Solar eruptions: predicting geomagnetic storms
Astronomical observation missions collect data in such large quantities that they can no longer be analysed manually, but only automatically. The present project used methods of machine learning in solar research to better understand and predict solar eruptions.
Portrait / project description (completed research project)
The IRIS Mission has been collecting data from various layers of the sun’s atmosphere since 2013. The resulting data set will provide us with a deeper knowledge of the physics of the sun. But first a way must be found to automatically characterise and search the enormous quantities of data. We are developing methods that enable computers to learn to recognise patterns in the IRIS archive and to characterise the temporal progression of the solar eruptions observed. Building on this, we would like to significantly improve our understanding of and ability to predict solar eruptions.
The regular eruptions that take place on the sun can cause disturbances on Earth – for instance in radio and GPS positioning systems – as well as power outages. To date, scientists have been unable to explain the physical cause of solar eruptions, nor can they reliably predict them. The fact that solar eruptions occur in diverse complex spatial and temporal patterns makes it considerably more difficult to systematically analyse these phenomena.
The objective of this project was to gain a better understanding of the physics of the sun and to develop methods for predicting solar eruptions. We used the huge data archive compiled by IRIS (Interface Region Imaging Spectrograph), NASA’s latest solar satellite, and wanted to create machine learning algorithms to evaluate the data for spatial and temporal patterns.
Since solar eruptions can cause widespread interference on Earth, a great deal of importance is attached to being able to predict them. This would be helpful for flight planning and for the operation of satellites and power grids and, accordingly, reduce any damage from eruptions. Moreover, the algorithms and image processing methods we developed could be used for the analysis of other data sets in science or industry.
According to the main objective of the project to elucidate the physics underlying solar flares and to develop capabilities to predict them, we have developed a number of methods to address this objective. The developed methods were applied to the real data produced by the IRIS NASA mission. The main obtained results are reflected in seven published papers and presented at eleven international conferences and workshops.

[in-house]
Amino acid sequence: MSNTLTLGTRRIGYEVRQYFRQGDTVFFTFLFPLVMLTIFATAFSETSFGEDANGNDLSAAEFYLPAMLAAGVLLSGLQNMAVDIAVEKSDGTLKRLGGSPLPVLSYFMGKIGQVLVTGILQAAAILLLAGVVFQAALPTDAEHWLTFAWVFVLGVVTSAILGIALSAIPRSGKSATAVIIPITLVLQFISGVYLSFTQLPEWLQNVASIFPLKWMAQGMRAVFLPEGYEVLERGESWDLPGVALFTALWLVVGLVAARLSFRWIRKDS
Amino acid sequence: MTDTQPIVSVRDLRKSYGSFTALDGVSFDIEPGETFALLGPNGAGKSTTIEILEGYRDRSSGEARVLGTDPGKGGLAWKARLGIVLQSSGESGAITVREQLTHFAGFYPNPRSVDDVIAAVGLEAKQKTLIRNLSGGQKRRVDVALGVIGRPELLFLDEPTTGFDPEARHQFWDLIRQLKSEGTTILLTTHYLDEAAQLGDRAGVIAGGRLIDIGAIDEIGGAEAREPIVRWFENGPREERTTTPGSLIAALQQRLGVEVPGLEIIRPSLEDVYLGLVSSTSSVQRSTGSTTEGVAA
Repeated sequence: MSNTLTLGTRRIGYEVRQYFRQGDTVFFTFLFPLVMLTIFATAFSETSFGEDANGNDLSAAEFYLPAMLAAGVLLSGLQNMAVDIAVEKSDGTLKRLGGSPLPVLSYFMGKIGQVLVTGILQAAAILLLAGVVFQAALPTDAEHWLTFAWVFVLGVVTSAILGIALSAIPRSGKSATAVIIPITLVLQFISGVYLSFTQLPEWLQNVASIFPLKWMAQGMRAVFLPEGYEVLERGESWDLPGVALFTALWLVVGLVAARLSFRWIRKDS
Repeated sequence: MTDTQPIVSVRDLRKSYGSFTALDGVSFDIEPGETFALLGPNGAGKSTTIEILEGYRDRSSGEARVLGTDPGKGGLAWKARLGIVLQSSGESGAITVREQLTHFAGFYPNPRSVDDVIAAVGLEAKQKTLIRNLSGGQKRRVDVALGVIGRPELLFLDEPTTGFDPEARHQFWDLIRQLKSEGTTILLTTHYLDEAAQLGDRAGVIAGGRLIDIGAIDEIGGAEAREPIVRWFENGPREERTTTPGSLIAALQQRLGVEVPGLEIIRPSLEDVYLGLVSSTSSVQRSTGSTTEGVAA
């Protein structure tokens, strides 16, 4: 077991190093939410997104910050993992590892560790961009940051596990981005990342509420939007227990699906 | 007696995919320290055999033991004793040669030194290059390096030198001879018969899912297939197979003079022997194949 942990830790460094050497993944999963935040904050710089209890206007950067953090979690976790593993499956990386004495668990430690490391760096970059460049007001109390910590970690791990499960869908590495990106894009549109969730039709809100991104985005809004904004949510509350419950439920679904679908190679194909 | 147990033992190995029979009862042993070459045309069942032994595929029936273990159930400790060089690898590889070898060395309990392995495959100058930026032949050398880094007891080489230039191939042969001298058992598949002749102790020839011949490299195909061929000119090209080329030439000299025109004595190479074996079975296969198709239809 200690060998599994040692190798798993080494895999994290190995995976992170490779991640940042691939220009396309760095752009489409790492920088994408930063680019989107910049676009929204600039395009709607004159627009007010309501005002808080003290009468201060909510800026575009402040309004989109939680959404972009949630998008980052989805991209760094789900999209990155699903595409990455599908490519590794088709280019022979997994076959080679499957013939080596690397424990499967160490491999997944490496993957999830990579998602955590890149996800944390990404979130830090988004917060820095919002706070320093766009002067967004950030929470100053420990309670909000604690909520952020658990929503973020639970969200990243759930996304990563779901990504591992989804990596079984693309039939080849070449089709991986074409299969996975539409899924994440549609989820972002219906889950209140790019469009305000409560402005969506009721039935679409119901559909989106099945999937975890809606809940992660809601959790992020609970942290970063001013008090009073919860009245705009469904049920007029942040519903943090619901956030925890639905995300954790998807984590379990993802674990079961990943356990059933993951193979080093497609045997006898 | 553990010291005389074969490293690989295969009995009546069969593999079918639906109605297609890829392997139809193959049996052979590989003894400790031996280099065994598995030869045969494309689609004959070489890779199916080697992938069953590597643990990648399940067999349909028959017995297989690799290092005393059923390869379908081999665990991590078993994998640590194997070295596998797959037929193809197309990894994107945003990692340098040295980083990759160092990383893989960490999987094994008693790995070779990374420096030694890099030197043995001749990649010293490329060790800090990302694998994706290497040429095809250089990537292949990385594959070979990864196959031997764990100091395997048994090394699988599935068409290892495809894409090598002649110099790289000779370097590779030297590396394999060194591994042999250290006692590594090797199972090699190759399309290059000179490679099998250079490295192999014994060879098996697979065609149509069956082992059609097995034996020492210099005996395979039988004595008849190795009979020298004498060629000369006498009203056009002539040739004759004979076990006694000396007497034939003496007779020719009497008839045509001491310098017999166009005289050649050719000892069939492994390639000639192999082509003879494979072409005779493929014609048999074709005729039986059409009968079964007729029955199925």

The main focus of our study was on the analysis of spatio-temporal patterns observed in the IRIS data. It should be pointed out that the targeted problem is very challenging due to the numerous factors such as dimensionality and volume of data, data multimodality, lack of labels as such, unbalanced representation of different events in the data such as the regions of quiet sun, pre-flare and flare. The quiet sun event represents a dominating majority in the data. To address these challenges, we needed to adapt the existing Machine Learning (ML) approaches that led us to new insights in solar physics.
Along this study we have addressed the following main research questions:
- Identification of typical Mg II Flare spectra using machine learning,
- Exploration of mutual information between IRIS spectral lines,
- Real-time flare prediction based on distinctions between flaring and non-flaring active regions spectra,
- Solar flares detection on IRIS data using DCT-Tensor-Net,
- Investigation of solar activity classification based on compressed Mg II spectra and
- Information bottleneck classification in extremely distributed system.
The obtained results also gave us an impetus to extend our original plans to novel prediction models, where several papers should appear in the nearest future.
Machine Learning based Analytics for Big Data in Astronomy